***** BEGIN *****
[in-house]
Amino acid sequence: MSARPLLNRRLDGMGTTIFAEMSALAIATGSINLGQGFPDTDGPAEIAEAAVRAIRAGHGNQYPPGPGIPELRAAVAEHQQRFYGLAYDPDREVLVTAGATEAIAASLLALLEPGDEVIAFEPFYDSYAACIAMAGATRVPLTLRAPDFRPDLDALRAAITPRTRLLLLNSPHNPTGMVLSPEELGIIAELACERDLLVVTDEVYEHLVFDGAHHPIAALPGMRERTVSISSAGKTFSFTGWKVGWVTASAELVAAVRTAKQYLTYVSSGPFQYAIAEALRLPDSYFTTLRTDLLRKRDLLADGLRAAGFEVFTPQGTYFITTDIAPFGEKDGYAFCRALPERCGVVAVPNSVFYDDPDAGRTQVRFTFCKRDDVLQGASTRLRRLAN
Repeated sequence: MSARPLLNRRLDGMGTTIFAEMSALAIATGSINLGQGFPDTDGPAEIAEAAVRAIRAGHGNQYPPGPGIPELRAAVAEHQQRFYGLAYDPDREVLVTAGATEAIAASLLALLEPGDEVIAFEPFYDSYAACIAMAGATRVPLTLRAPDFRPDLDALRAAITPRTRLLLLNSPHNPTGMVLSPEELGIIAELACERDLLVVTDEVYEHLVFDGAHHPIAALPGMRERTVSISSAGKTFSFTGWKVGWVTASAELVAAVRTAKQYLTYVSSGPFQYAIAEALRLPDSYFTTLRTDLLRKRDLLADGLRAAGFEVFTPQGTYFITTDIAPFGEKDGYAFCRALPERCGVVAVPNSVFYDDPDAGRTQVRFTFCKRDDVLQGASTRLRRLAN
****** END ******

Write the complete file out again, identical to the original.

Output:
[in-house]
Amino acid sequence: MSARPLLNRRLDGMGTTIFAEMSALAIATGSINLGQGFPDTDGPAEIAEAAVRAIRAGHGNQYPPGPGIPELRAAVAEHQQRFYGLAYDPDREVLVTAGATEAIAASLLALLEPGDEVIAFEPFYDSYAACIAMAGATRVPLTLRAPDFRPDLDALRAAITPRTRLLLLNSPHNPTGMVLSPEELGIIAELACERDLLVVTDEVYEHLVFDGAHHPIAALPGMRERTVSISSAGKTFSFTGWKVGWVTASAELVAAVRTAKQYLTYVSSGPFQYAIAEALRLPDSYFTTLRTDLLRKRDLLADGLRAAGFEVFTPQGTYFITTDIAPFGEKDGYAFCRALPERCGVVAVPNSVFYDDPDAGRTQVRFTFCKRDDVLQGASTRLRRLAN
Repeated sequence: MSARPLLNRRLDGMGTTIFAEMSALAIATGSINLGQGFPDTDGPAEIAEAAVRAIRAGHGNQYPPGPGIPELRAAVAEHQQRFYGLAYDPDREVLVTAGATEAIAASLLALLEPGDEVIAFEPFYDSYAACIAMAGATRVPLTLRAPDFRPDLDALRAAITPRTRLLLLNSPHNPTGMVLSPEELGIIAELACERDLLVVTDEVYEHLVFDGAHHPIAALPGMRERTVSISSAGKTFSFTGWKVGWVTASAELVAAVRTAKQYLTYVSSGPFQYAIAEALRLPDSYFTTLRTDLLRKRDLLADGLRAAGFEVFTPQGTYFITTDIAPFGEKDGYAFCRALPERCGVVAVPNSVFYDDPDAGRTQVRFTFCKRDDVLQGASTRLRRLAN